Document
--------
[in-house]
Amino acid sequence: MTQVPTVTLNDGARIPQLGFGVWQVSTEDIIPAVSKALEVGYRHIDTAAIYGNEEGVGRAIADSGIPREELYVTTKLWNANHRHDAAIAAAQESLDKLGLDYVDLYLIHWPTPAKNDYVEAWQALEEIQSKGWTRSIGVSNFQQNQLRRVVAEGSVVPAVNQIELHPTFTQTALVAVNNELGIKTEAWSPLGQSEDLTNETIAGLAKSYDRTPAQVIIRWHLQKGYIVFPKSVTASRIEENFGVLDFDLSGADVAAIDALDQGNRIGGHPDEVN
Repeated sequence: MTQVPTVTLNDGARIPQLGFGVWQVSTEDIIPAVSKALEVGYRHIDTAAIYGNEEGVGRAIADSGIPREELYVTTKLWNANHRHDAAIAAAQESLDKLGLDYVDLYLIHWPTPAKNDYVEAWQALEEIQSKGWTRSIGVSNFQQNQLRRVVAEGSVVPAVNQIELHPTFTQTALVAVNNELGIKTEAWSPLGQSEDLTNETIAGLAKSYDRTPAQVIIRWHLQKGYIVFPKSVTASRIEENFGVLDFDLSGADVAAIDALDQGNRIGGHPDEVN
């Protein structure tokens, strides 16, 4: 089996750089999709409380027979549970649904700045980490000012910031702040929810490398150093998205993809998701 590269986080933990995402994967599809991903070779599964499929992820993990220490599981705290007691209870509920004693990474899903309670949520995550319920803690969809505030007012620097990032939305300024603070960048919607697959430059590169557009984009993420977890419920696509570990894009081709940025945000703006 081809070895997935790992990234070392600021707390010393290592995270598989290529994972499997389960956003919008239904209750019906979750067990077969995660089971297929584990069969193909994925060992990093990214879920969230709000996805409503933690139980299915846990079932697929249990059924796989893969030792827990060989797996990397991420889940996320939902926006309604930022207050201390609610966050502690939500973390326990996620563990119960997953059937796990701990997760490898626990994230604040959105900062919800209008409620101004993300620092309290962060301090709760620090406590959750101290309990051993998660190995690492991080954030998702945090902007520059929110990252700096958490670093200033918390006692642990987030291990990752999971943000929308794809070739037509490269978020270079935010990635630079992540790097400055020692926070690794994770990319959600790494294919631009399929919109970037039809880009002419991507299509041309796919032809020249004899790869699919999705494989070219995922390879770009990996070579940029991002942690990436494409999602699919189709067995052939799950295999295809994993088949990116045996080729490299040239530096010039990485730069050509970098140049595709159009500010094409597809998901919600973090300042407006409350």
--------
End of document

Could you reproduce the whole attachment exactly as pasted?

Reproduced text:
[in-house]
Amino acid sequence: MTQVPTVTLNDGARIPQLGFGVWQVSTEDIIPAVSKALEVGYRHIDTAAIYGNEEGVGRAIADSGIPREELYVTTKLWNANHRHDAAIAAAQESLDKLGLDYVDLYLIHWPTPAKNDYVEAWQALEEIQSKGWTRSIGVSNFQQNQLRRVVAEGSVVPAVNQIELHPTFTQTALVAVNNELGIKTEAWSPLGQSEDLTNETIAGLAKSYDRTPAQVIIRWHLQKGYIVFPKSVTASRIEENFGVLDFDLSGADVAAIDALDQGNRIGGHPDEVN
Repeated sequence: MTQVPTVTLNDGARIPQLGFGVWQVSTEDIIPAVSKALEVGYRHIDTAAIYGNEEGVGRAIADSGIPREELYVTTKLWNANHRHDAAIAAAQESLDKLGLDYVDLYLIHWPTPAKNDYVEAWQALEEIQSKGWTRSIGVSNFQQNQLRRVVAEGSVVPAVNQIELHPTFTQTALVAVNNELGIKTEAWSPLGQSEDLTNETIAGLAKSYDRTPAQVIIRWHLQKGYIVFPKSVTASRIEENFGVLDFDLSGADVAAIDALDQGNRIGGHPDEVN
């Protein structure tokens, strides 16, 4: 089996750089999709409380027979549970649904700045980490000012910031702040929810490398150093998205993809998701 590269986080933990995402994967599809991903070779599964499929992820993990220490599981705290007691209870509920004693990474899903309670949520995550319920803690969809505030007012620097990032939305300024603070960048919607697959430059590169557009984009993420977890419920696509570990894009081709940025945000703006 081809070895997935790992990234070392600021707390010393290592995270598989290529994972499997389960956003919008239904209750019906979750067990077969995660089971297929584990069969193909994925060992990093990214879920969230709000996805409503933690139980299915846990079932697929249990059924796989893969030792827990060989797996990397991420889940996320939902926006309604930022207050201390609610966050502690939500973390326990996620563990119960997953059937796990701990997760490898626990994230604040959105900062919800209008409620101004993300620092309290962060301090709760620090406590959750101290309990051993998660190995690492991080954030998702945090902007520059929110990252700096958490670093200033918390006692642990987030291990990752999971943000929308794809070739037509490269978020270079935010990635630079992540790097400055020692926070690794994770990319959600790494294919631009399929919109970037039809880009002419991507299509041309796919032809020249004899790869699919999705494989070219995922390879770009990996070579940029991002942690990436494409999602699919189709067995052939799950295999295809994993088949990116045996080729490299040239530096010039990485730069050509970098140049595709159009500010094409597809998901919600973090300042407006409350």